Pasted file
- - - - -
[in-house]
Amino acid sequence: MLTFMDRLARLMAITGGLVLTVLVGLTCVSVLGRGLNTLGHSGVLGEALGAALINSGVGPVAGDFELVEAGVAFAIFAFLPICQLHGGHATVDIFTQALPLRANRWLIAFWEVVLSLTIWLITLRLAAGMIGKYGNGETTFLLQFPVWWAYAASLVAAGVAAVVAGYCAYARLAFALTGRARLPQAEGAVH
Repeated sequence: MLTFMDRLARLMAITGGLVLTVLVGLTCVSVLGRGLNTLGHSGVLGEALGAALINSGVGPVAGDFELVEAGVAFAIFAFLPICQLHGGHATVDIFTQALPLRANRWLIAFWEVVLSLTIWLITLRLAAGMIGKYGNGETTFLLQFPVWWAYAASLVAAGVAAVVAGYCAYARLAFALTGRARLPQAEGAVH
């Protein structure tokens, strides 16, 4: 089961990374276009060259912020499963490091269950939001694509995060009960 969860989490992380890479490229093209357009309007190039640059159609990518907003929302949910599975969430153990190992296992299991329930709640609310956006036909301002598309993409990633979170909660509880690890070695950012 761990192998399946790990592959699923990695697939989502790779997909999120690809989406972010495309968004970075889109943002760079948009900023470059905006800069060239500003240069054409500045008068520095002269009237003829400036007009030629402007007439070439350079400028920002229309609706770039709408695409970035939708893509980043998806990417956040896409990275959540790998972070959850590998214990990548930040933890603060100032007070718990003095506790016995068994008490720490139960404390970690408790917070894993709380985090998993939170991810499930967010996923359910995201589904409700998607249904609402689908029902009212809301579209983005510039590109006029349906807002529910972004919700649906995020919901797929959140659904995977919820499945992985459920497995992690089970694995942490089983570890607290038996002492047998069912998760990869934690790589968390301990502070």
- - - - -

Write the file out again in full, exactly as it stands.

[in-house]
Amino acid sequence: MLTFMDRLARLMAITGGLVLTVLVGLTCVSVLGRGLNTLGHSGVLGEALGAALINSGVGPVAGDFELVEAGVAFAIFAFLPICQLHGGHATVDIFTQALPLRANRWLIAFWEVVLSLTIWLITLRLAAGMIGKYGNGETTFLLQFPVWWAYAASLVAAGVAAVVAGYCAYARLAFALTGRARLPQAEGAVH
Repeated sequence: MLTFMDRLARLMAITGGLVLTVLVGLTCVSVLGRGLNTLGHSGVLGEALGAALINSGVGPVAGDFELVEAGVAFAIFAFLPICQLHGGHATVDIFTQALPLRANRWLIAFWEVVLSLTIWLITLRLAAGMIGKYGNGETTFLLQFPVWWAYAASLVAAGVAAVVAGYCAYARLAFALTGRARLPQAEGAVH
């Protein structure tokens, strides 16, 4: 089961990374276009060259912020499963490091269950939001694509995060009960 969860989490992380890479490229093209357009309007190039640059159609990518907003929302949910599975969430153990190992296992299991329930709640609310956006036909301002598309993409990633979170909660509880690890070695950012 761990192998399946790990592959699923990695697939989502790779997909999120690809989406972010495309968004970075889109943002760079948009900023470059905006800069060239500003240069054409500045008068520095002269009237003829400036007009030629402007007439070439350079400028920002229309609706770039709408695409970035939708893509980043998806990417956040896409990275959540790998972070959850590998214990990548930040933890603060100032007070718990003095506790016995068994008490720490139960404390970690408790917070894993709380985090998993939170991810499930967010996923359910995201589904409700998607249904609402689908029902009212809301579209983005510039590109006029349906807002529910972004919700649906995020919901797929959140659904995977919820499945992985459920497995992690089970694995942490089983570890607290038996002492047998069912998760990869934690790589968390301990502070």